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Singing Quail

Dactylortyx thoracicus

The Singing Quail, a member of the New World quail family, is a modestly sized bird, with males typically ranging from 180 to 266 grams and females slightly lighter at 115 to 206 grams. The length of these birds spans from 20 to 23 centimeters. They exhibit sexual dimorphism, with males donning a dark brown crown, a buff and black collar, and a tawny orange face marked by a black streak behind the eye. Their plumage is a mottled tapestry of gray and brown with delicate white streaks, while the rump presents an olive brown or gray with black vermiculation. Females, on the other hand, have a more subdued gray face and white throat, with paler brown on the breast and flanks. Juveniles resemble females but are distinguished by blackish spots on their underparts.

Identification Tips

When identifying the Singing Quail, look for the male's distinctive facial markings and the species' overall mottled gray and brown plumage. The size variation depending on elevation can also be a useful clue, with smaller birds typically found near sea level and larger ones in the mountains.

Habitat

The Singing Quail is a dweller of the forest floor, preferring environments with sparse undergrowth. It can also be found in older secondary forests, at the edges of old-growth forests, in clear cuts, and even in coffee plantations. Its preferred habitats include subtropical montane forests and cloud forests.

Distribution

This species is distributed across several discrete regions, including northern, western, and southern Mexico, the Yucatán Peninsula, northern Belize, much of Guatemala, and parts of El Salvador and Honduras. Its elevation range is quite broad, from sea level to heights of at least 3,000 meters.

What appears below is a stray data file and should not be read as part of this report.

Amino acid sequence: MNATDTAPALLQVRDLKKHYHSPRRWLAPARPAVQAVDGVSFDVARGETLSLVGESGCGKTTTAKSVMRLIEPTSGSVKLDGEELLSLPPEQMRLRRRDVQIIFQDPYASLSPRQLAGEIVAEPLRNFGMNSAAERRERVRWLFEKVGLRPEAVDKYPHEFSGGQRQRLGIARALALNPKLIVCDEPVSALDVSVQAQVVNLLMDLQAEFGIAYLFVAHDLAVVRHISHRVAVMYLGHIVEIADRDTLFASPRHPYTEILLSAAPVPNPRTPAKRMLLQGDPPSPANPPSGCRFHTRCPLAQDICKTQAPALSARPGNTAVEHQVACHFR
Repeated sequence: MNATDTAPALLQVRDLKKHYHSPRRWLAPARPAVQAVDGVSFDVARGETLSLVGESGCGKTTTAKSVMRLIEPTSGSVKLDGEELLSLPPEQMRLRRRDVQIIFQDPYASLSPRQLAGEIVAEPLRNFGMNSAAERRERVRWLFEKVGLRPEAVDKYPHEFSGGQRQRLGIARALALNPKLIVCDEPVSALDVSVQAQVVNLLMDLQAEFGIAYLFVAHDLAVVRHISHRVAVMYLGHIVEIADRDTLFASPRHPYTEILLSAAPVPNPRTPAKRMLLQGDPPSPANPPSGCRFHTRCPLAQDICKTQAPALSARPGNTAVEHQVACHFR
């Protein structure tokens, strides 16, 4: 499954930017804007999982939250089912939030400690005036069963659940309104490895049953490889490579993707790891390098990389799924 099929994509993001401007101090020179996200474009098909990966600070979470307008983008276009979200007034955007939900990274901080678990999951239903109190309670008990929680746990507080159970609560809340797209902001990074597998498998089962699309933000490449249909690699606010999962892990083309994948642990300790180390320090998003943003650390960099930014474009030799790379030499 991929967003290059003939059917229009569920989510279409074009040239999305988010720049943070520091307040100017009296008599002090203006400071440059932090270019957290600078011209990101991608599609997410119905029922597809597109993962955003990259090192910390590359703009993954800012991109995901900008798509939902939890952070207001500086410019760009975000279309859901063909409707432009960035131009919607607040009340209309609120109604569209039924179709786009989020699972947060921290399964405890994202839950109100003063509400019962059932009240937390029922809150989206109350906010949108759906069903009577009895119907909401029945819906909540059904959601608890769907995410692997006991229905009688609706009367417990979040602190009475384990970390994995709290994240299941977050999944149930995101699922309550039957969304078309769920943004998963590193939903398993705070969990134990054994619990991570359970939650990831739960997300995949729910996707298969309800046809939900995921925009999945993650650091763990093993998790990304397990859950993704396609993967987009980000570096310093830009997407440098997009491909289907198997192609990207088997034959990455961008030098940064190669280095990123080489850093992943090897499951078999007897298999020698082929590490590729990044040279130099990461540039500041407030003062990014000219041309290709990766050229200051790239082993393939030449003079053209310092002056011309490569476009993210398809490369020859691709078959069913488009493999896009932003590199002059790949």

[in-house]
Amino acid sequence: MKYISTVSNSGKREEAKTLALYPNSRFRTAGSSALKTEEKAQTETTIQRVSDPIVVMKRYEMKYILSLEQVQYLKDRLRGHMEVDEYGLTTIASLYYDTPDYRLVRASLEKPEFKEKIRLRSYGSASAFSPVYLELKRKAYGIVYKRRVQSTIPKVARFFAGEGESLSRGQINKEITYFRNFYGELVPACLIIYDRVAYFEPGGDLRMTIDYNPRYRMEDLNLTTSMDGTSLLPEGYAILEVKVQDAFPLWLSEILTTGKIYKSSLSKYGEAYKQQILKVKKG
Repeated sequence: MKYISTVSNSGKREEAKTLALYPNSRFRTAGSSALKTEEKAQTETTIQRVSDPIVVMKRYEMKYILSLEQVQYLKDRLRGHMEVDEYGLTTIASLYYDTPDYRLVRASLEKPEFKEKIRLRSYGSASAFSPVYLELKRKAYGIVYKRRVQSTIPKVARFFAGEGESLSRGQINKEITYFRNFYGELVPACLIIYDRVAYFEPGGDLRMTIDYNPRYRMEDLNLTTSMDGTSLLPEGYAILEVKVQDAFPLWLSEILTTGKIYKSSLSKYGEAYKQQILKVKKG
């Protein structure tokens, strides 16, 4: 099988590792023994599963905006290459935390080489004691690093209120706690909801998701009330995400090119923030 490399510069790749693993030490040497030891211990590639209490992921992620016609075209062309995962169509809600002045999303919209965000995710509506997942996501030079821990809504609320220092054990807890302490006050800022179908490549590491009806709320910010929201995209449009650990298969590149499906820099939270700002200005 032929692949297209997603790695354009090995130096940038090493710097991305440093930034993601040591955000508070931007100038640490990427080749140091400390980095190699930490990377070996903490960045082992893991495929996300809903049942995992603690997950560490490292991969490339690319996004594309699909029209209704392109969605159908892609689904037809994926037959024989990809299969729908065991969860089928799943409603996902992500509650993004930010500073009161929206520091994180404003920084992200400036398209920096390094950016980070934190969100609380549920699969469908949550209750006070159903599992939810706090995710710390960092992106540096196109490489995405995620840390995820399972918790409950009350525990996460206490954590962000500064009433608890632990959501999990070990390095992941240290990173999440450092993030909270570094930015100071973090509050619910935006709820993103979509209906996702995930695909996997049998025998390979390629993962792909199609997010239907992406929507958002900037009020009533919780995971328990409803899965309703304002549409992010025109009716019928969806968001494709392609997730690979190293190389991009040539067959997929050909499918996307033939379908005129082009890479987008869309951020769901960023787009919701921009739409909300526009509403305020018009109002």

Behaviour

Singing Quails often forage in small coveys, typically comprising three to five individuals, though groups of up to 12 have been observed. They are ground feeders, scratching in leaf litter and soil for sustenance.

Song & calls

The vocal repertoire of the Singing Quail includes a loud, rhythmic song that starts with hesitant, plaintive whistles and crescendos into a rapid series of varying pitches. This song can be a communal effort with several covey members joining in. Additionally, they emit a weak twittering as a contact call.

Breeding

The breeding season of the Singing Quail extends from February to October. Broods typically consist of two to four chicks. However, much of their breeding behavior remains a mystery to ornithologists.

Similar Species

While the Singing Quail is the sole member of its genus, it's important to note the variation among its 11 subspecies, which can sometimes lead to confusion with other quail species. Pay attention to the specific habitat and regional distribution to aid in correct identification.

Diet and Feeding

The diet of the Singing Quail includes bulbs, seeds, and insects, which they diligently forage for by scratching through leaf litter and soil.

Conservation status

The International Union for Conservation of Nature (IUCN) has classified the Singing Quail as Least Concern. With a population exceeding 100,000 birds and a noted resilience to habitat destruction and fragmentation, the species is considered locally common. Nonetheless, it faces threats from deforestation, potential hunting, and grazing within forested areas.

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Singing Quails on Birda

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